Dark lines on the toenails are often seen in the office and asked about by patients. Although most cases of dark nails are benign melanin in the nail root, a small percentage may represent melanoma, a potentially fatal cancer. Pigmentary changes in nail appearance may occur from trauma, inflammatory disease, occupational exposure, fungal infections, etc.
The deposition of melanin, or dark lines in the nail plate, can be caused by:
• mole or birthmark in the nail root;
• dark spots in the nail root;
• nail tumors, such as squamous cell carcinoma;
• human immunodeficiency virus (HIV) infection;
• inflammatory nail disorders;
• endocrine disorders, such as Addison’s disease and Cushing’s disease; and/or
Acral melanoma tumors are an aggressive type of cancer and have a poorer survival outcome. It is the most common type of melanoma in dark-skinned individuals, and is mostly diagnosed between the ages of 40 and 70. This can be confused with ethnic or racial pigmentation, which, also in darker-skinned individuals, dark lines on the nails can commonly occur in one or multiple nails, and is mostly benign.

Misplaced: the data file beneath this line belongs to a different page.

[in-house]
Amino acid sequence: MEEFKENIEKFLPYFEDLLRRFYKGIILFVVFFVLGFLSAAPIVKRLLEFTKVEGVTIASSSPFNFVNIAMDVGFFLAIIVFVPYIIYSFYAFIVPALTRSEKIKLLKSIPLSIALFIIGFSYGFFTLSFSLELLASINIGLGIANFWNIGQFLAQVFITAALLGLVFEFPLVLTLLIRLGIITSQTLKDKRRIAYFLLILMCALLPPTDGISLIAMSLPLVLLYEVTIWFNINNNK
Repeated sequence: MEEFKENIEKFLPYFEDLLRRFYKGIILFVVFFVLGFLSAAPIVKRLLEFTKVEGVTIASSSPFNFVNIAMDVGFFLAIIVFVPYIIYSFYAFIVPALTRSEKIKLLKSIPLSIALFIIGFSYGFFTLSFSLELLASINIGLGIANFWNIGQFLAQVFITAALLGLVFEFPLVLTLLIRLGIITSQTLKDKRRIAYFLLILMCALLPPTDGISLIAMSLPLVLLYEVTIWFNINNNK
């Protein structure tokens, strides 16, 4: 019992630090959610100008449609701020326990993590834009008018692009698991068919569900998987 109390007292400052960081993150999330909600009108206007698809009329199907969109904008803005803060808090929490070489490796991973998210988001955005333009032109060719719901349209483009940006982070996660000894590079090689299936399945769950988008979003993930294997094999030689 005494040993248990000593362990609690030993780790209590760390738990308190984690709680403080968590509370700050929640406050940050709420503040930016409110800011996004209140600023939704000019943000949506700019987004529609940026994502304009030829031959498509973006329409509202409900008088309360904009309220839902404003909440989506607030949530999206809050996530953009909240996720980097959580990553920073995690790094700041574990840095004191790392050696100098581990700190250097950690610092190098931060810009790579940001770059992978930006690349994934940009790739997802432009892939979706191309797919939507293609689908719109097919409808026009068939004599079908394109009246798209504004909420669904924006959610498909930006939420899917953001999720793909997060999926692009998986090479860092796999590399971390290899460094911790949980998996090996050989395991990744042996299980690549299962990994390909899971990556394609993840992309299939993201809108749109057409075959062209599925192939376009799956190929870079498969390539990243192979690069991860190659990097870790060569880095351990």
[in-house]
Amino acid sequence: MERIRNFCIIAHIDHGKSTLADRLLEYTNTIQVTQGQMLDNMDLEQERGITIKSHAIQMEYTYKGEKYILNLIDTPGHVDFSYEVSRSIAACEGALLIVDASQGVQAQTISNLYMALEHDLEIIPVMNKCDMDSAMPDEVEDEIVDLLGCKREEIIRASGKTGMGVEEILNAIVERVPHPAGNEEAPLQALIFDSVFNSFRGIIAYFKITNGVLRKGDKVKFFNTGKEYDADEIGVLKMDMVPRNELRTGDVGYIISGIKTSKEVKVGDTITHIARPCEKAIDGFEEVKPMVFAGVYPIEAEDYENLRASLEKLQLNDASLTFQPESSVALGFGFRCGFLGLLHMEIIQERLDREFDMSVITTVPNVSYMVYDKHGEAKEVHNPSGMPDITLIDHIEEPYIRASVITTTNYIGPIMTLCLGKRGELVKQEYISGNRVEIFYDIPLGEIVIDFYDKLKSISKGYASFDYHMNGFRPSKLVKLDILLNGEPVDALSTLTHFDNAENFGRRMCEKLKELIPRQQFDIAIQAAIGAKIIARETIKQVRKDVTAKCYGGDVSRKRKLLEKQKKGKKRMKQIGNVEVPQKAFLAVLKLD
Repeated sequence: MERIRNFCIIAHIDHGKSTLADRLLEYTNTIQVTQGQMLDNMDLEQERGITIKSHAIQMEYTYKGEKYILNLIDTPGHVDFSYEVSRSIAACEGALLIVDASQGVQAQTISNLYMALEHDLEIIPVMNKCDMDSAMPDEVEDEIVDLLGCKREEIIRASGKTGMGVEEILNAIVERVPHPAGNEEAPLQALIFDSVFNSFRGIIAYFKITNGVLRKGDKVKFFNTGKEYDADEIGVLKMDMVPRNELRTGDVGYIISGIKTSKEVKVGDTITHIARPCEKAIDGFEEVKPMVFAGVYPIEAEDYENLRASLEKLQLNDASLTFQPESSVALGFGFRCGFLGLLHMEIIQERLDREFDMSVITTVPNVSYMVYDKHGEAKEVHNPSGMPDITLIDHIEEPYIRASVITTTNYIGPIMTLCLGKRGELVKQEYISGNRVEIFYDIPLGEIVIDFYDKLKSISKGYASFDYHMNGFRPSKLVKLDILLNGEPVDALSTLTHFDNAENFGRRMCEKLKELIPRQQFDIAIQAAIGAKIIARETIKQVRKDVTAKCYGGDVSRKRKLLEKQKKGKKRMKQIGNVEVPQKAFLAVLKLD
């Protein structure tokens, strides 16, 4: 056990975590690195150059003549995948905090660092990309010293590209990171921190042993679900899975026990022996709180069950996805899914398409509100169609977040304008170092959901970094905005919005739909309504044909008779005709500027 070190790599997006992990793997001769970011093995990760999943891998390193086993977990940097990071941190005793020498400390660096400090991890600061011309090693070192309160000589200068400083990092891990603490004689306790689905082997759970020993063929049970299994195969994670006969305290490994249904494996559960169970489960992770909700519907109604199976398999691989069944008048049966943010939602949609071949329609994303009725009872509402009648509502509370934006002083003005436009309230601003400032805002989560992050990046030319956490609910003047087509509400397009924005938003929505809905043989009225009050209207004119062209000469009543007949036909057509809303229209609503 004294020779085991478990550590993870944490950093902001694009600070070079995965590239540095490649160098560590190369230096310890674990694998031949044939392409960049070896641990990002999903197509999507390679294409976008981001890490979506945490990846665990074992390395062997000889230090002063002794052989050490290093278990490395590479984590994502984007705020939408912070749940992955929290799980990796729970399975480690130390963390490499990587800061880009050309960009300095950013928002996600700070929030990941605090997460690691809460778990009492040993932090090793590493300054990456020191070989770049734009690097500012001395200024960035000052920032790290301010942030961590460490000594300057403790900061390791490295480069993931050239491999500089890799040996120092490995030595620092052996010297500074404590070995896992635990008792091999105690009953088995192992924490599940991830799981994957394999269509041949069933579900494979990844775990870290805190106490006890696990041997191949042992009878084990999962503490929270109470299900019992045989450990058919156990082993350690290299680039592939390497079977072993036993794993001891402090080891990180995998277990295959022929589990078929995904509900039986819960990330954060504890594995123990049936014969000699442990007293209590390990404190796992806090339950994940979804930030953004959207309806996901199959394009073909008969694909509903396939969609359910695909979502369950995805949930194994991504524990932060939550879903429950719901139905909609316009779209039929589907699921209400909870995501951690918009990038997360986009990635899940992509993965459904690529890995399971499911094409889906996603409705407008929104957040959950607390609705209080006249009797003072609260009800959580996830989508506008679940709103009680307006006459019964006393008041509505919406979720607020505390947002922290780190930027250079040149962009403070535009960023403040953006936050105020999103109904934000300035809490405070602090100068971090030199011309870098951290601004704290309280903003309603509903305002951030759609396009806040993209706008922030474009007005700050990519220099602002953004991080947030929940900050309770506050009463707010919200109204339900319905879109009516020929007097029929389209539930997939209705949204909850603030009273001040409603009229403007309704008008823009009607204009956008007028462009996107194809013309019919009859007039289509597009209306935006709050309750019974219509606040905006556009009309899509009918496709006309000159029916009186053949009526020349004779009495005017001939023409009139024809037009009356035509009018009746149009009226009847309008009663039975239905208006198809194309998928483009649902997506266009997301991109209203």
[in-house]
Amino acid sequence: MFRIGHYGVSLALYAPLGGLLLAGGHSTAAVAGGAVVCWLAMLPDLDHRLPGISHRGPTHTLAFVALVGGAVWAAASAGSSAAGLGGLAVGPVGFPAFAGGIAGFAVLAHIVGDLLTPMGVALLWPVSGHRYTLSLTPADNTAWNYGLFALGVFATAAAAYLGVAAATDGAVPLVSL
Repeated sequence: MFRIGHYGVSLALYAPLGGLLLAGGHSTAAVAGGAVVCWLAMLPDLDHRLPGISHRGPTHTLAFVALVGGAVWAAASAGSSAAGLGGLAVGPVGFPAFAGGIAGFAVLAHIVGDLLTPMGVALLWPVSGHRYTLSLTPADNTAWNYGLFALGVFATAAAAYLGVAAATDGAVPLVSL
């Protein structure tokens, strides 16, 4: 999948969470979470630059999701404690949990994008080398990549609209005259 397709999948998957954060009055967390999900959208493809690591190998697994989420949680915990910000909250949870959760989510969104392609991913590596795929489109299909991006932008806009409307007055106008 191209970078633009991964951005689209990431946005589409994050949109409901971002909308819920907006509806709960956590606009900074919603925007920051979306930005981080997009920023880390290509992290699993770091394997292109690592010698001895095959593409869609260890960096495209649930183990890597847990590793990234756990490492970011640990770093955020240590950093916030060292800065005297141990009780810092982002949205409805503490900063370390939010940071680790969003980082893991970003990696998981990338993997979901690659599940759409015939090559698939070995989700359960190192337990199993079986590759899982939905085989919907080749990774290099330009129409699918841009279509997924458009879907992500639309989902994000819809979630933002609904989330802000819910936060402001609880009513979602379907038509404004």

If you suspect that you have melanoma cancer according to either of the criteria above, please contact Dr. John Hoy at Seattle Foot and Ankle Center in Seattle, Washington, to discuss a biopsy procedure to rule out cancer.
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